One of the best things about being a group fitness instructor is you get to choose the type of music you play during your classes. Want your clients to warm up? Pick a beat that gets their blood pumping. Ready for a good cool down? Use background music that is slow and relaxing.
That said, you can’t just download music from a website or CD and use it. The music industry does have certain protections related to copyright infringement. What does this mean for your fitness business?
What the Law Says About Music Licensing for Group Fitness Classes
Any time you play music for your class that you did not personally write or record, you need a public performance license (PPL). This license is an agreement between you and the copyright owner of the recorded music. It complies with the Copyright Law of the United States and allows you to play the song in your fitness class.
This license is needed even if you don’t intend on playing the entire song. It is also required if the music was created for a television show or movie. Again, if you did not create the music, you must purchase a license.
What if you purchased the music by buying the CD or via iTunes, Spotify, or some other online platform? Do you need to buy music licensing then? The answer is yes. Proper licensing is always required before you can play a particular song.
The only time you do not have to buy a PPL license is if the music is public domain. This includes songs published before 1925 and songs with no known composers. Some folk songs are also public domain.
The Public Domain Information Project offers an online search or use Royalty Free Music for music you can play publicly without purchasing a license. Though they are limited, you might find some tunes that will work for your group classes.
Consequences of Using Copyrighted Music without a License
The last thing you want to do is work hard to grow your personal training business, only to face consequences for playing music without a license. What happens if you violate copyright law? You’ll likely be socked with huge fines.
For example, on March 19, 2019, the National Music Publishers’ Association reported that it filed a lawsuit against Peloton for using its members’ music without a license. The amount of money sought exceeds $150 million.
Other businesses have been hit with lawsuits for the same reason. In some cases, the courts have ordered that they pay tens of thousands of dollars in fines. Purchasing a public performance license removes this risk.
Who Is Responsible for Acquiring the Music License?
If you are opening your own gym or the owner of a pre-existing fitness business, you are responsible for the music license. Conversely, if you are an employee who receives a paycheck as a fitness instructor or personal trainer, it is up to the company you work for to obtain licensing for your workout playlist.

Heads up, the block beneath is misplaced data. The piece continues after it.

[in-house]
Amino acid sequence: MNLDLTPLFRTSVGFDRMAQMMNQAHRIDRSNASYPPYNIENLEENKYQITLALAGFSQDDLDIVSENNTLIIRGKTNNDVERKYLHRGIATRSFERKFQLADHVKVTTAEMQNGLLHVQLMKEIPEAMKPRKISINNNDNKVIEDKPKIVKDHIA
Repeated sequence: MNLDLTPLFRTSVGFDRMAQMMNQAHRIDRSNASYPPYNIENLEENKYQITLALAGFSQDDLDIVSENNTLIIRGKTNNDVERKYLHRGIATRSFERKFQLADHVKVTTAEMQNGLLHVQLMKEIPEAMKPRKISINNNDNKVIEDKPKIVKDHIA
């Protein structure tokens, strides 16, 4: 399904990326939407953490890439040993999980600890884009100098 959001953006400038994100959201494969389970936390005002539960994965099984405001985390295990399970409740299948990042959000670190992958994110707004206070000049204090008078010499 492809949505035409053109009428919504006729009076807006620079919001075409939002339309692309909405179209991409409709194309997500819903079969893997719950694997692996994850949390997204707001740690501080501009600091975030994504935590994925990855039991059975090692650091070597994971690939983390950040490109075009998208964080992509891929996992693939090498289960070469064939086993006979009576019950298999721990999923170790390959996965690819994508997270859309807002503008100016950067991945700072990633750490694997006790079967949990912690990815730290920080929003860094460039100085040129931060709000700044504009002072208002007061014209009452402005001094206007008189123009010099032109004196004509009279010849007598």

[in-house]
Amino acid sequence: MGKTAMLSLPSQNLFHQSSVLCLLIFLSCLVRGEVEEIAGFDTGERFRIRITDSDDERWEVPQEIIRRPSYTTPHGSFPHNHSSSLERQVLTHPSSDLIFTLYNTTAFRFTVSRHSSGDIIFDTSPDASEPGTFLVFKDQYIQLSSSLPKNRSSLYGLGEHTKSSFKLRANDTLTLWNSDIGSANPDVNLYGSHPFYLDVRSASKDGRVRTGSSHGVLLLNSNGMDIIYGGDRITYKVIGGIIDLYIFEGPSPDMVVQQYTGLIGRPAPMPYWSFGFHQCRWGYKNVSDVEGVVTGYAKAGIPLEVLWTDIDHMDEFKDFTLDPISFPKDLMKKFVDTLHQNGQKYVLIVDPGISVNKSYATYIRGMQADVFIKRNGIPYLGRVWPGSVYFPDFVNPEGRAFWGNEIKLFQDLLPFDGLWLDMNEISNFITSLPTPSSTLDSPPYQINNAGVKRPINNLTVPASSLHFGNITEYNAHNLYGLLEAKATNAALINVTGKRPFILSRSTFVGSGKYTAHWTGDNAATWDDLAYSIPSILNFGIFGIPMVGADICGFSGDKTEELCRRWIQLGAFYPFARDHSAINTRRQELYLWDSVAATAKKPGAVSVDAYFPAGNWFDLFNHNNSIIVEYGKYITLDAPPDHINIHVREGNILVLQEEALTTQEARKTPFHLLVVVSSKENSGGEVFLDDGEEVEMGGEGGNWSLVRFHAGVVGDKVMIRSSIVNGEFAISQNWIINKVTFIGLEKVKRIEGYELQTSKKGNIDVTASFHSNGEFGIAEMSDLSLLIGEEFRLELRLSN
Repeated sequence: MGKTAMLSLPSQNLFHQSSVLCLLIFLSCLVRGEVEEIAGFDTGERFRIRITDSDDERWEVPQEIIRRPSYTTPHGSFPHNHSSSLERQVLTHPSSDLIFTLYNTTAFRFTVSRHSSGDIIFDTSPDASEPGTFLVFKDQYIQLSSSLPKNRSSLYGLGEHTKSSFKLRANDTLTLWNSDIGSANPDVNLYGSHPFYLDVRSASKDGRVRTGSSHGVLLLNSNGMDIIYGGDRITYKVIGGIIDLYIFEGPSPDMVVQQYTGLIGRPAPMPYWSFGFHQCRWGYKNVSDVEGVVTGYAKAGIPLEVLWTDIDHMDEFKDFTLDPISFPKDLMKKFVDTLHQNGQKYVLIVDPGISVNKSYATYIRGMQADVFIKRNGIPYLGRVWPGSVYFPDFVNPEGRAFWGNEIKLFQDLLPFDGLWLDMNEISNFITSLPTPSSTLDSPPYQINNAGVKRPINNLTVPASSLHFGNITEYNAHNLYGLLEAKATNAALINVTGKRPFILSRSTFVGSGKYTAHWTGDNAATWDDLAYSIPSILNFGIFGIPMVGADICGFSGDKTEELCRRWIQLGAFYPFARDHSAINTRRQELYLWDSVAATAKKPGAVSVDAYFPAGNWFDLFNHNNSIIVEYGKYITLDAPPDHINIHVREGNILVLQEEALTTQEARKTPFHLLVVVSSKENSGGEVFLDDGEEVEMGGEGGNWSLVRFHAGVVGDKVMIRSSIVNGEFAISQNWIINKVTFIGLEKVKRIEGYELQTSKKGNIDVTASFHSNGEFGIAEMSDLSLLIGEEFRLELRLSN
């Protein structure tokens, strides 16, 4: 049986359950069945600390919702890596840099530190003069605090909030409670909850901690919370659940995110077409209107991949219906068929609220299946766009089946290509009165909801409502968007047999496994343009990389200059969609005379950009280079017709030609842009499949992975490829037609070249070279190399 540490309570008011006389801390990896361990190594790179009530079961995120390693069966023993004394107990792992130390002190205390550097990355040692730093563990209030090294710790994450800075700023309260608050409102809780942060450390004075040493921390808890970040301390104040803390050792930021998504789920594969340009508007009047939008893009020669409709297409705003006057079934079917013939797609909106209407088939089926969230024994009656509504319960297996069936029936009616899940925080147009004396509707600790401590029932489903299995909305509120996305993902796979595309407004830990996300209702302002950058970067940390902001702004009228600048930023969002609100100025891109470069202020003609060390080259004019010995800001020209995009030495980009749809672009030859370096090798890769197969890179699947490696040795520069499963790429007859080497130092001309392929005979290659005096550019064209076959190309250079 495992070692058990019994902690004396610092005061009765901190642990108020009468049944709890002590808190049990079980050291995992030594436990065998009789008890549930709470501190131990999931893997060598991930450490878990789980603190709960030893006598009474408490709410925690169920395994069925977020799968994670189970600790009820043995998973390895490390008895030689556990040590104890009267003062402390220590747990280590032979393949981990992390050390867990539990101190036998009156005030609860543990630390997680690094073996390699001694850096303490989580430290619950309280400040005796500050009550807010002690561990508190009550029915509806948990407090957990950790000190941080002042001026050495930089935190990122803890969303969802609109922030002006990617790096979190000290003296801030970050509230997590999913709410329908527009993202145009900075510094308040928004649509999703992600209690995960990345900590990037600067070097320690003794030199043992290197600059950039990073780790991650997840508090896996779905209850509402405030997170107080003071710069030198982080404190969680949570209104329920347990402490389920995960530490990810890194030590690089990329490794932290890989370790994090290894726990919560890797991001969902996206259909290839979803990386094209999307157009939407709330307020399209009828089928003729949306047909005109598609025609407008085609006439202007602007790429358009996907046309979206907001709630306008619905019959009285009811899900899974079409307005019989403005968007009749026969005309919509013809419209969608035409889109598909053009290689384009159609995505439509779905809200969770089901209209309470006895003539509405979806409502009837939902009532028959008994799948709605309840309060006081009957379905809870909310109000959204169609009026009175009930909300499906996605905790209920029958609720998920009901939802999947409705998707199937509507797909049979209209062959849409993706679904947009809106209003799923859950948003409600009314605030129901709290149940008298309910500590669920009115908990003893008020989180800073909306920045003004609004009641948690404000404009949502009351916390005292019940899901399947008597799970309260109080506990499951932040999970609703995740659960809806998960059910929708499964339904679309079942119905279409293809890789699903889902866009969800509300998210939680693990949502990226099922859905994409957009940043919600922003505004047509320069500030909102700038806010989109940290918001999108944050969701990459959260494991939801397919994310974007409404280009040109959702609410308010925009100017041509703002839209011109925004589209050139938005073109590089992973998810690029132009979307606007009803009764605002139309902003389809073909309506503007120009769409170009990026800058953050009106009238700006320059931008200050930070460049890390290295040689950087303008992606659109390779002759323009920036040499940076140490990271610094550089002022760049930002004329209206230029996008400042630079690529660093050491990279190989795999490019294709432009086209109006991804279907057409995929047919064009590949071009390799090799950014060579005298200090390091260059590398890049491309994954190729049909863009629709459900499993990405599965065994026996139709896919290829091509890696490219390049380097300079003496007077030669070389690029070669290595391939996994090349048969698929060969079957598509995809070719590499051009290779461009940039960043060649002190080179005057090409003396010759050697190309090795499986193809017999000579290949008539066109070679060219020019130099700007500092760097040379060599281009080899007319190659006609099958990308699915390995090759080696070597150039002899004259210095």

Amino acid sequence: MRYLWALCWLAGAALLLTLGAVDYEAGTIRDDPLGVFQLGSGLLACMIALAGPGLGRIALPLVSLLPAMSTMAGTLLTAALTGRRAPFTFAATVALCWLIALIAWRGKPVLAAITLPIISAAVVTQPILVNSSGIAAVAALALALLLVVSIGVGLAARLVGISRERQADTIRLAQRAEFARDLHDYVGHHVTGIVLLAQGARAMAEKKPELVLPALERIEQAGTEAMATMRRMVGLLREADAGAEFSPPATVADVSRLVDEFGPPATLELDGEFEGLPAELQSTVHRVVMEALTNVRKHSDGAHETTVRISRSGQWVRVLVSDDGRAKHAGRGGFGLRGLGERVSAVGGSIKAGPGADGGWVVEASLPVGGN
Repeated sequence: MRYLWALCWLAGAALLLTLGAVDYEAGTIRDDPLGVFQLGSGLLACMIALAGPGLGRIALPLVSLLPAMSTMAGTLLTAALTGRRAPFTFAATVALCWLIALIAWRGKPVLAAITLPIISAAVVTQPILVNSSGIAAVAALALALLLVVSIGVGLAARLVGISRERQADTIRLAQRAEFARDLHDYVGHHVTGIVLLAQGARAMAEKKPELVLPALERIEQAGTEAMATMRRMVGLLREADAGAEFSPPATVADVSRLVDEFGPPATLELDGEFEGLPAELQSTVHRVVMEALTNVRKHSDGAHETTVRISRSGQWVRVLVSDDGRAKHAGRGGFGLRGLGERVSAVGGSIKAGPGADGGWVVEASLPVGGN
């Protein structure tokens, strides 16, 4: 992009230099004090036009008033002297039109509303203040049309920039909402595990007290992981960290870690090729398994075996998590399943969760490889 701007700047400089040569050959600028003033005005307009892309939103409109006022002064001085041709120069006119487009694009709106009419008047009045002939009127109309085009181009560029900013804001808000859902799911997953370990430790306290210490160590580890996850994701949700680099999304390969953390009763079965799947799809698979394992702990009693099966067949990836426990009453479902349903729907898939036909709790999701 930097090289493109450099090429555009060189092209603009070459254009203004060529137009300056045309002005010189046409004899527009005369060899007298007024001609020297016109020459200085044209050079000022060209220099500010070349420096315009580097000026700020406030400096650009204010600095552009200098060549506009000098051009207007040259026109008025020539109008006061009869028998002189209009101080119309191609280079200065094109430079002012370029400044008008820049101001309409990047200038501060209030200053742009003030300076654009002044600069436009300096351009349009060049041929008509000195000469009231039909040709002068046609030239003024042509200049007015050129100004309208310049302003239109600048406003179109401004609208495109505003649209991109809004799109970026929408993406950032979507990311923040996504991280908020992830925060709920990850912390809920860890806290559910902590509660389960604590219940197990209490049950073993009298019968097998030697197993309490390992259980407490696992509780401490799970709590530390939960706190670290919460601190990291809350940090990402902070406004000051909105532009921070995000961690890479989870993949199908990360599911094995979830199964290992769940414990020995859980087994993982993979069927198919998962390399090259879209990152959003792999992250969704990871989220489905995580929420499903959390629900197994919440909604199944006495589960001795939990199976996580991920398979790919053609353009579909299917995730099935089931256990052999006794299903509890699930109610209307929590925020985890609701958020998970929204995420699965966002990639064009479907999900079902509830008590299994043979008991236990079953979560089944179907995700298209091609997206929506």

It is important to note that, as an employee, it is still your responsibility to make sure music licensing has been obtained before playing your desired playlist. If your employer hasn’t met licensing requirements, you can still be held liable in court.
How to Obtain a Public Performance License for Your Group Fitness Classes
Public performance licenses are purchased from a Performing Rights Organization, or PRO. PROs represent all the people involved in making a tune or song. This includes the songwriter, publisher, and any other copyright owner that is due part of the proceeds.
Here’s where it can get a bit confusing. Not all copyright owners use the same PRO. Therefore, you must contact the PRO with licensing authorization over the specific music you want to use. If you are a fitness professional or gym owner in the U.S., there are four PROs to consider:
- American Society of Composers, Authors and Publishers (ASCAP). ASCAP offers music licensing for fitness facilities. It represents more than 715,000 copyright owners and millions of songs. Performers licensed with ASCAP include Beyoncé, Harry Styles, Doja Cat, and the Artist Formerly Known as Prince.
- Broadcast Music Inch, or BMI. Another option is BMI. In operation for more than 75 years, this PRO represents over 1 million copyright owners and 15 million protected works. A BMI license provides access to music by Post Malone, Roddy Ricch, Maren Morris, and Bob Seger.
- Global Music Rights. The smallest PRO of the group, Global Music Rights represents around 83 songwriters and over 45,000 works. A few of the better-known artists include John Lennon, Ziggy Marley, Billy Idol, Bruce Springsteen, and John Mayer.
- SESAC. The fourth PRO is SESAC. This licensing agency represents 30,000 copyright owners and more than 1 million songs. If you plan to use music by Bob Dylan, Zac Brown, or RUSH, you can do it via SESAC. SESAC also offers music from well-known television shows such as Grey’s Anatomy and Seinfeld.